A Federal Ban on Making Lethal Viruses Is Lifted

By Donald G. McNeil Jr.

The N.I.H. will create expert panels to assess controversial
research into creating pathogens that easily infect humans.

A colorized electron micrograph of the coronavirus that causes Middle East respiratory syndrome, or MERS. Federal officials ended a moratorium imposed on funding research that alters viruses like this one to become more lethal. Credit Reuters

Federal officials on Tuesday ended a moratorium imposed three years ago on funding research that alters germs to make them more lethal.

Such work can now proceed, said Dr. Francis S. Collins, the head of the National Institutes of Health, but only if a scientific panel decides that the benefits justify the risks.

Some scientists are eager to pursue these studies because they may show, for example, how a bird flu could mutate to more easily infect humans, or could yield clues to making a better vaccine.

Critics say these researchers risk creating a monster germ that could escape the lab and seed a pandemic.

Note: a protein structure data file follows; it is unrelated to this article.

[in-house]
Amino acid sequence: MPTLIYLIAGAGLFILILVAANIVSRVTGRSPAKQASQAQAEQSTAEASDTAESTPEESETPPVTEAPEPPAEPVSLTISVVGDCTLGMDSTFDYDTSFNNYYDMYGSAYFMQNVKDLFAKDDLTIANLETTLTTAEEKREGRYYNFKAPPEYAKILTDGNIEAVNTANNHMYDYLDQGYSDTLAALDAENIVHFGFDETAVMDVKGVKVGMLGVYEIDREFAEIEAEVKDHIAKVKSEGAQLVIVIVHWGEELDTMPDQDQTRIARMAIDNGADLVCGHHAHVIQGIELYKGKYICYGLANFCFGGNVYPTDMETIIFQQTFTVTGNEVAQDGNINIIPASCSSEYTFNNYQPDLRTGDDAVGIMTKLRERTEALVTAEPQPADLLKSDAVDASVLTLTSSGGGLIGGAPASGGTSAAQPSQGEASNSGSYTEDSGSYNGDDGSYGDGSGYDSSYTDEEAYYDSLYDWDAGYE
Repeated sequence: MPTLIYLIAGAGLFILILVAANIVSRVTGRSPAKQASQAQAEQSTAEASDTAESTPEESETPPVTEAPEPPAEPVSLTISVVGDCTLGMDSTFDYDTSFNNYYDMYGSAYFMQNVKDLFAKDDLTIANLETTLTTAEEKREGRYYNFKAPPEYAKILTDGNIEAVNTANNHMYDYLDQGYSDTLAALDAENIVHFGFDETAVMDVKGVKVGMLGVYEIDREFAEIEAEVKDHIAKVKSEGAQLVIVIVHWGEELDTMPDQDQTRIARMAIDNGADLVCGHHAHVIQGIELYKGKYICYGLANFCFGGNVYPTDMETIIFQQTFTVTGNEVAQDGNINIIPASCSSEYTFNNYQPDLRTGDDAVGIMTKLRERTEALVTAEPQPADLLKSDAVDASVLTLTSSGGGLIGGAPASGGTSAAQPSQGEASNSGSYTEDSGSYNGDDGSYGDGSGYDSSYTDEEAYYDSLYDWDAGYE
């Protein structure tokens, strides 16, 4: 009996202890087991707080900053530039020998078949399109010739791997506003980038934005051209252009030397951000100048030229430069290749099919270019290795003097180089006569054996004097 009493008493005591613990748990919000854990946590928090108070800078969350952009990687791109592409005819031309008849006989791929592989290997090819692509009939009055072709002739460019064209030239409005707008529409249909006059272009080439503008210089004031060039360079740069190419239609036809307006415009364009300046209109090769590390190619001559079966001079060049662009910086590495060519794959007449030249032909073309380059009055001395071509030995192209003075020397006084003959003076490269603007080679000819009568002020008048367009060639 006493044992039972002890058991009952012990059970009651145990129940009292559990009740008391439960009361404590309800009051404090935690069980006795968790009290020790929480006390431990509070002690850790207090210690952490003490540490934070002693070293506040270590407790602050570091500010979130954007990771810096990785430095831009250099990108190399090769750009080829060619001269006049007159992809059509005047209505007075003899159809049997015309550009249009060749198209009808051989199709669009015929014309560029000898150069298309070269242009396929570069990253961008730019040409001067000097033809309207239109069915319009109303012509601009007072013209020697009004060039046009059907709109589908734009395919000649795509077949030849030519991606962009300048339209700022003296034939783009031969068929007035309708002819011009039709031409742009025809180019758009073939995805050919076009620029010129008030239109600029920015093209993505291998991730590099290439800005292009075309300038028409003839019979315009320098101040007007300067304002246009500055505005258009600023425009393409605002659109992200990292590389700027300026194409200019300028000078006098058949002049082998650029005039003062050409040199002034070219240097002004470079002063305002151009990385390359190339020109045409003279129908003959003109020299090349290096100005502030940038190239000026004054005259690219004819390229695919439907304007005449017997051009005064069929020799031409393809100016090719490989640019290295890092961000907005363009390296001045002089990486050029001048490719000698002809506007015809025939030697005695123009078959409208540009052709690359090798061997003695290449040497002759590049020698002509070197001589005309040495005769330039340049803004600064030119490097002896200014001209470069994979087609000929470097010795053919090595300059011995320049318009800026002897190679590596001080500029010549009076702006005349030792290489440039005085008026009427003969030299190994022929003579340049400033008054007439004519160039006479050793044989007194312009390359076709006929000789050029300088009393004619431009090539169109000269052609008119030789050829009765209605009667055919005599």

Now, a government panel will require that researchers show that their studies in this area are scientifically sound and that they will be done in a high-security lab.

The pathogen to be modified must pose a serious health threat, and the work must produce knowledge — such as a vaccine — that would benefit humans. Finally, there must be no safer way to do the research.

“We see this as a rigorous policy,” Dr. Collins said. “We want to be sure we’re doing this right.”

In October 2014, all federal funding was halted on efforts to make three viruses more dangerous: the flu virus, and those causing Middle East respiratory syndrome (MERS) and severe acute respiratory syndrome (SARS).

But the new regulations apply to any pathogen that could potentially cause a pandemic. For example, they would apply to a request to create an Ebola virus transmissible through the air, said Dr. Collins.

There has been a long, fierce debate about projects — known as “gain of function” research — intended to make pathogens more deadly or more transmissible.

In 2011, an outcry arose when laboratories in Wisconsin and the Netherlands revealed that they were trying to mutate the lethal H5N1 bird flu in ways that would let it jump easily between ferrets, which are used to model human flu susceptibility.

Tensions rose in 2014 after the Centers for Disease Control and Prevention accidentally exposed lab workers to anthrax and shipped a deadly flu virus to a laboratory that had asked for a benign strain.

This article was first published at The New York Times.

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